Later in the extra footage, Merola regurgitates bits that he’s already posted on YouTube before, such as when Brian Thompson attended a pre-screening of Eric Merola’s second Burzynski movie (which I like to call Burzynski II: Electric Boogaloo), a movie as full of misinformation and lies as the first Burzynski movie and spoke with Steve Siegel after the movie. As much as I admired Brian for what he did, I did point out at the time that he had fallen into a very basic trap that those who are not familiar with Burzynski frequently fall into, claiming that Burzynski hadn’t published his antineoplaston trials in the peer-reviewed literature. As I pointed out at the time, in fact, Burzynski does publish. That’s not the problem. The problem is that he publishes in bottom-feeding journals and has not yet published a completed phase II clinical trial. That’s plenty bad enough. Burzynski has only published abstracts and partial reports on phase II trials, none of which are particularly convincing. His publications are all, as far as I’ve been able to tell, crap, and I’ve read nearly all of them. None of that has changed in the three years since that movie premiere, other than that Burzynski did publish a couple of his trials. The papers reporting the results have been uniformly of poor quality and show incredibly unconvincing evidence of any benefits due to ANPs in brain cancer.

Merola also—surprise, surprise!—outright lies in another segment. This segment features Bruce Gleason, founder of Backyard Skeptics, an Orange County skeptic and atheist group. Unfortunately, as I noted at the time, Bruce shows what happens when even skeptics don’t have enough background information. Basically, in a Q&A session with Merola and company plus Fabio Lanzoni (yes, that Fabio, I kid you not), he got up (see around 16:10) and said how he had been convinced and that he would now recommend Merola’s film to the 1,000 members of his Orange County skeptic organization. He also tried to distance himself from “those” skeptics apparently portrayed in the film. It was, I hate to say, a rather nauseating performance. However, what Merola leaves out is that Gleason later redeemed himself. After learning of Bruce’s performance, a couple of skeptics contacted him and calmly explained where he had gone wrong and how deceptive the movie had been. AS a result, to his credit, Bruce publicly admitted his error and disavowed his prior remarks.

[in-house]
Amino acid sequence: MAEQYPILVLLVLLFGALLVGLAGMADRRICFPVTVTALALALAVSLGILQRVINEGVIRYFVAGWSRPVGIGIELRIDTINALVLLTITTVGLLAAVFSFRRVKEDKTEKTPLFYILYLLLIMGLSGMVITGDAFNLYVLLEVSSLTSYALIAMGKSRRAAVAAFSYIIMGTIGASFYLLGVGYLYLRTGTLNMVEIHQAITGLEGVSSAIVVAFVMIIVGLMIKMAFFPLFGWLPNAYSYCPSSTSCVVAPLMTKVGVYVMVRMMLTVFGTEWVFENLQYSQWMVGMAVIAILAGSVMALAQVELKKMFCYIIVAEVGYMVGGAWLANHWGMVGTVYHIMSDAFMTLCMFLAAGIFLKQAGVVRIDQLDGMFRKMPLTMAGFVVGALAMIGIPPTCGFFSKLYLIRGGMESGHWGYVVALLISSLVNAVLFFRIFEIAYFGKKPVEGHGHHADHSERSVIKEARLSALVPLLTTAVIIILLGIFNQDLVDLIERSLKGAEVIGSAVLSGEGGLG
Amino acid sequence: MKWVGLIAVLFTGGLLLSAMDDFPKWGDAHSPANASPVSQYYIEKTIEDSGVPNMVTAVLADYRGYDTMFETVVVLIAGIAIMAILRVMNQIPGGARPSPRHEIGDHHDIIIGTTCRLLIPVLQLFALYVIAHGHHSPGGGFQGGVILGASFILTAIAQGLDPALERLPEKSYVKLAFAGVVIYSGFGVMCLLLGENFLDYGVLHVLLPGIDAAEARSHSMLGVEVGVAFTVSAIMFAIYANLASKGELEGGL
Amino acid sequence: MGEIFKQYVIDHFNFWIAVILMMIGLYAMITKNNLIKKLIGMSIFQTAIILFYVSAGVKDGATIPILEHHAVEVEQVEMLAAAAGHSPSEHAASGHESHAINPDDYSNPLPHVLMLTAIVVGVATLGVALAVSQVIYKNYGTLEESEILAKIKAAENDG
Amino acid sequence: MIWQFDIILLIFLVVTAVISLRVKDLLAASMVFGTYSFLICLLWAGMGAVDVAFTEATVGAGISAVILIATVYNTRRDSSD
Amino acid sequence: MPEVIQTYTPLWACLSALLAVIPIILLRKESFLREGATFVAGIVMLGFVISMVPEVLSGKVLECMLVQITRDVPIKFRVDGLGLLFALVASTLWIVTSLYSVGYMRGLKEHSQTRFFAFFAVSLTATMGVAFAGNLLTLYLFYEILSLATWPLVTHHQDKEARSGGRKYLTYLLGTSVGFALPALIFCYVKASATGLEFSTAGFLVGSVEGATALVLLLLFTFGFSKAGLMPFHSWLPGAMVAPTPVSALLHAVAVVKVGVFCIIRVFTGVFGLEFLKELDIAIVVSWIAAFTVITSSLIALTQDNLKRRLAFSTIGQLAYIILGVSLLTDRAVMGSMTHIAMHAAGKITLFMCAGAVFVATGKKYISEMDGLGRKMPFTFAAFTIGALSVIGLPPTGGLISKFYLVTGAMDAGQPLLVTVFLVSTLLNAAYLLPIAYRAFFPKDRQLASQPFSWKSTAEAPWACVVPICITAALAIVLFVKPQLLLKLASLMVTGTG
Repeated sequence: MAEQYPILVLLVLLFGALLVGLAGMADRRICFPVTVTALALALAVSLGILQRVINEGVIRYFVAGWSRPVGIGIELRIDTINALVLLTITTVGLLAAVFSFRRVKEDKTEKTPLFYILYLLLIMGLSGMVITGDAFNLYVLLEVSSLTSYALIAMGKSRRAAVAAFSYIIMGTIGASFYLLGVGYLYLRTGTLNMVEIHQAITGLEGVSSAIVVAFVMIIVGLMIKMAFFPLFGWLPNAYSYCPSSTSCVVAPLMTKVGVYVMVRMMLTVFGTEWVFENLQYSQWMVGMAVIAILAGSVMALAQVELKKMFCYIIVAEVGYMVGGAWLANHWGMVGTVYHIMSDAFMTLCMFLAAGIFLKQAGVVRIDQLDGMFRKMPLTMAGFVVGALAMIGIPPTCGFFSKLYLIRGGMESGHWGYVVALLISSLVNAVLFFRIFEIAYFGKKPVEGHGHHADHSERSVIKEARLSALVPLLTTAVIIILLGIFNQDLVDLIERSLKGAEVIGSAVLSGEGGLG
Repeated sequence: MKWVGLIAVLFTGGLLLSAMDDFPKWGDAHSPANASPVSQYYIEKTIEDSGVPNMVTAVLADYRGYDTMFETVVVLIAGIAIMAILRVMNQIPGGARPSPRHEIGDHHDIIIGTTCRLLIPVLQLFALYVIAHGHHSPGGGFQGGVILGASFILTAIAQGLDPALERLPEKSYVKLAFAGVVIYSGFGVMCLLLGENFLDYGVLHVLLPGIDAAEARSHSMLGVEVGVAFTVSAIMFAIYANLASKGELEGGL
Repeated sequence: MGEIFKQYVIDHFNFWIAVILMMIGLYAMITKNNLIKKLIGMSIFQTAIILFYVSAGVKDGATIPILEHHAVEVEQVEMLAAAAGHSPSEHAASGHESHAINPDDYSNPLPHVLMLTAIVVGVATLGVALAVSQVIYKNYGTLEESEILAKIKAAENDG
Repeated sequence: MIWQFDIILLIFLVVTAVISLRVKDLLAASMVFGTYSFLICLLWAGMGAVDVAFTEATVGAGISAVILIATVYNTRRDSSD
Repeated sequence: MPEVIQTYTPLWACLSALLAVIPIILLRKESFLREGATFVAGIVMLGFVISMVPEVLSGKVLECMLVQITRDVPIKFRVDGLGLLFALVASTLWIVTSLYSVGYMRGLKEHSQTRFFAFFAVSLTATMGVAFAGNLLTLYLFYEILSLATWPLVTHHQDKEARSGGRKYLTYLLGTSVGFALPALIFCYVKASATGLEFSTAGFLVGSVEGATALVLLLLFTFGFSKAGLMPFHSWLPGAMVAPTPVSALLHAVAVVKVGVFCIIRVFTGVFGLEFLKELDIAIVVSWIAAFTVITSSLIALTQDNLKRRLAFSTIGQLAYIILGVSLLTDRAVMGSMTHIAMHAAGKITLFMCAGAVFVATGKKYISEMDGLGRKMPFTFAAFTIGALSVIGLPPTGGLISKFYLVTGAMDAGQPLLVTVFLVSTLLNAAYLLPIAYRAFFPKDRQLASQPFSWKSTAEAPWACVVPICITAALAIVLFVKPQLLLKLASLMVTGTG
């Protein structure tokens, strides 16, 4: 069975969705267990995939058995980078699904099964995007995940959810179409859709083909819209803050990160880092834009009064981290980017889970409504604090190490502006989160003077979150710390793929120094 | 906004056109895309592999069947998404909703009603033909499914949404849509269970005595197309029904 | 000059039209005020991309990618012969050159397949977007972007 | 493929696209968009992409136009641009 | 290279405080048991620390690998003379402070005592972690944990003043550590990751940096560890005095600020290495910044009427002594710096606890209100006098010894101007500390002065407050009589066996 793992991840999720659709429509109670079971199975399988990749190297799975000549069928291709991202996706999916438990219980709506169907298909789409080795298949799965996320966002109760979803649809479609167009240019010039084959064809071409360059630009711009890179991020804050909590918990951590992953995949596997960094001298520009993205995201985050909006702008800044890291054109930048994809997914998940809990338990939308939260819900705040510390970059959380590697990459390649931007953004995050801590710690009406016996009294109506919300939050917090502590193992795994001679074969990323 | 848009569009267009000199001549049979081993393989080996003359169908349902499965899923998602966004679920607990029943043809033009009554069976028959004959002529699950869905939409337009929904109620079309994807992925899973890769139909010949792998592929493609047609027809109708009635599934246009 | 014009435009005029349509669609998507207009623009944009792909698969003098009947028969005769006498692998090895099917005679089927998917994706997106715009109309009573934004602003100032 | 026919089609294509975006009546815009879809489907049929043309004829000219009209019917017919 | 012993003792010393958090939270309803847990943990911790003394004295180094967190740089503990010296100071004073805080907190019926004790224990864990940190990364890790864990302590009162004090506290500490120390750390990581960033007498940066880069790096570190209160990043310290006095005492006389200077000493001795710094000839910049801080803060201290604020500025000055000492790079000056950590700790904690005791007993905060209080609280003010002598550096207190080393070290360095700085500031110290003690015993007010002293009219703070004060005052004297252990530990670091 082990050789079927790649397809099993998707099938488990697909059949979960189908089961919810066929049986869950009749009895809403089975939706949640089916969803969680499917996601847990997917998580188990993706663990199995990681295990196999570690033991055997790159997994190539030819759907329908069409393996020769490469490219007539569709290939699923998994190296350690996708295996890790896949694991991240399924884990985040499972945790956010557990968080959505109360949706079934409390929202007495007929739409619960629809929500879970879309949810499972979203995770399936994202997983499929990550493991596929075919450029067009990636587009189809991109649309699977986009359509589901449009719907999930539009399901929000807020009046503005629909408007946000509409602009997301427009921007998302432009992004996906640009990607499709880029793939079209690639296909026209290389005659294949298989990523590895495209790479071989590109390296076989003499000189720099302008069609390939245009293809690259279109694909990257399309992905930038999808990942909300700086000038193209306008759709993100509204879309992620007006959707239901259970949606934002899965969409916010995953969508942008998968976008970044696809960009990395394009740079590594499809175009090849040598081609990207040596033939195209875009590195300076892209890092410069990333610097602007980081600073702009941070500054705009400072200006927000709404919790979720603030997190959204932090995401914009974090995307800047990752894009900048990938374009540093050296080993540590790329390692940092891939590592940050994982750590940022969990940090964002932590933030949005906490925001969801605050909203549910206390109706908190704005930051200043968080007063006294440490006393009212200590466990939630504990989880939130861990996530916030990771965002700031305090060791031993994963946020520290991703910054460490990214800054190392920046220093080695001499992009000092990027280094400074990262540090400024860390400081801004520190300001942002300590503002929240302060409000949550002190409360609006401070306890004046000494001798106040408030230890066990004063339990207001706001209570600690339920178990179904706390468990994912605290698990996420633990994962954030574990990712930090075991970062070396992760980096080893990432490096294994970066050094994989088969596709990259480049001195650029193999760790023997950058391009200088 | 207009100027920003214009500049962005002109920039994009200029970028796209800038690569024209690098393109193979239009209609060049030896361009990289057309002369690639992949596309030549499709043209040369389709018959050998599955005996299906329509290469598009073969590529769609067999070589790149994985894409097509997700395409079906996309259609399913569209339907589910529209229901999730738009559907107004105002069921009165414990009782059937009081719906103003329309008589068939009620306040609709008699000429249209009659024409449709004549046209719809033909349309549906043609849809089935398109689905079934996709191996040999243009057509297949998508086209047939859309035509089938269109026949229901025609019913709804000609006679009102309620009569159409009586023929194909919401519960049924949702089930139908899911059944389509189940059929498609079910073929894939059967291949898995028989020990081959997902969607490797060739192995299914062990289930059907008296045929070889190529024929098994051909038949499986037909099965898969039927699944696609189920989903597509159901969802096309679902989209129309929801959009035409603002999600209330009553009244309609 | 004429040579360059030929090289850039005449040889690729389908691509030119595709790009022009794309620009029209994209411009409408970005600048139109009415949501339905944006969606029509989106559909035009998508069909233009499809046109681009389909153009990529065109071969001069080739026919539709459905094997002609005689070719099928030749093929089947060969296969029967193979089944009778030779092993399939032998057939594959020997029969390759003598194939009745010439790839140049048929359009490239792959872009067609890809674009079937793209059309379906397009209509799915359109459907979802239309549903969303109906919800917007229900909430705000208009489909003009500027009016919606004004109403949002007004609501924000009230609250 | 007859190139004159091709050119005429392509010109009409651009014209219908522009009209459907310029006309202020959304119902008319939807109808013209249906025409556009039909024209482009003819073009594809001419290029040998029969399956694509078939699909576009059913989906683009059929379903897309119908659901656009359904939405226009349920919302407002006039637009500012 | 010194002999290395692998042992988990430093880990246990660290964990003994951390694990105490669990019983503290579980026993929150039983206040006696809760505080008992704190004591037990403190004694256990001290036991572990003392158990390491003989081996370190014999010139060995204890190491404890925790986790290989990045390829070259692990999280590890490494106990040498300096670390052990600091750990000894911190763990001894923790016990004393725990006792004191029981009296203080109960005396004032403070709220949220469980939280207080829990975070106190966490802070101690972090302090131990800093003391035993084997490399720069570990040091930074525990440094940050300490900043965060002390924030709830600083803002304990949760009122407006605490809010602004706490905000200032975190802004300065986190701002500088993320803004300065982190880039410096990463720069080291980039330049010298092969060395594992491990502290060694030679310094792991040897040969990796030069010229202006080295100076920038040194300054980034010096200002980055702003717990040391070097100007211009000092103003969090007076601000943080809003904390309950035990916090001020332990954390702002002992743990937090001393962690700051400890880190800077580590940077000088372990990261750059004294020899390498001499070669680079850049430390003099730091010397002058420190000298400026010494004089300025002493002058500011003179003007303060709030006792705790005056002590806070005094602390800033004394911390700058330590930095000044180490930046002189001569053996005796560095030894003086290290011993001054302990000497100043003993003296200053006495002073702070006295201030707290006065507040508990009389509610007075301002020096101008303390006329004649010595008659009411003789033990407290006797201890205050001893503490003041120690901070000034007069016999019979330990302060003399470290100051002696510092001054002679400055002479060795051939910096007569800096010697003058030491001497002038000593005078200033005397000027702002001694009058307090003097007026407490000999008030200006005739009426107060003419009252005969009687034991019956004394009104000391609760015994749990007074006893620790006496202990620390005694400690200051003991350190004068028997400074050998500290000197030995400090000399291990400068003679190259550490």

Funny how Merola leaves that part out. Truly his dishonesty with respect to defending Burzynski knows no bounds.

The rest of the additional footage is downright embarrassing. (Yes, it’s possible to get worse. With Merola, it’s always posible to get worse.) He likens skeptics critical of Burzynski to people who thought the earth was flat. Accuses them of pseudoscience in the most massive case of projection I’ve seen outside the antivaccine movement. He brings up Hannah Bradley and Pete Cohen using footage I discussed last month, even though, as I’ve described, Bradley’s survival almost certainly has nothing to do with being treated with Burzynski’s .

The additional footage concludes with what has to be one of the dumbest defense ideas I’ve ever seen, with Burzynski repeating the same old misleading version of his story and complaining bitterly about the TMB “harassing” him, claiming that the TMB wants to shut him down quickly because he’s on the verge of proving ANPs work. Funny, but Burzynski’s been able to practice his quackery for nearly 40 years; so if the TMB wanted to shut him down it’s sure taking its sweet time about it.

In the end, Merola just regurgitates the same old misinformation. This is not surprising, but because it’s been a while since I’ve dealt with him in depth and because he’s consolidated a lot of more recent pro-Burzynski propaganda into the addendum to his movie, I thought it was worth discussing. My wishes for 2016 are now two-fold. First, I wish that Burzynski completely recovers from his heart attack. Second, I hope that the TMB finally strips him of his Texas medical license for good.

Actually, I have a third wish. I hope that Eric Merola fails to raise sufficient funds to torture us with a third Burzynski movie, particularly if Burzynski manages to slither away from justice yet again.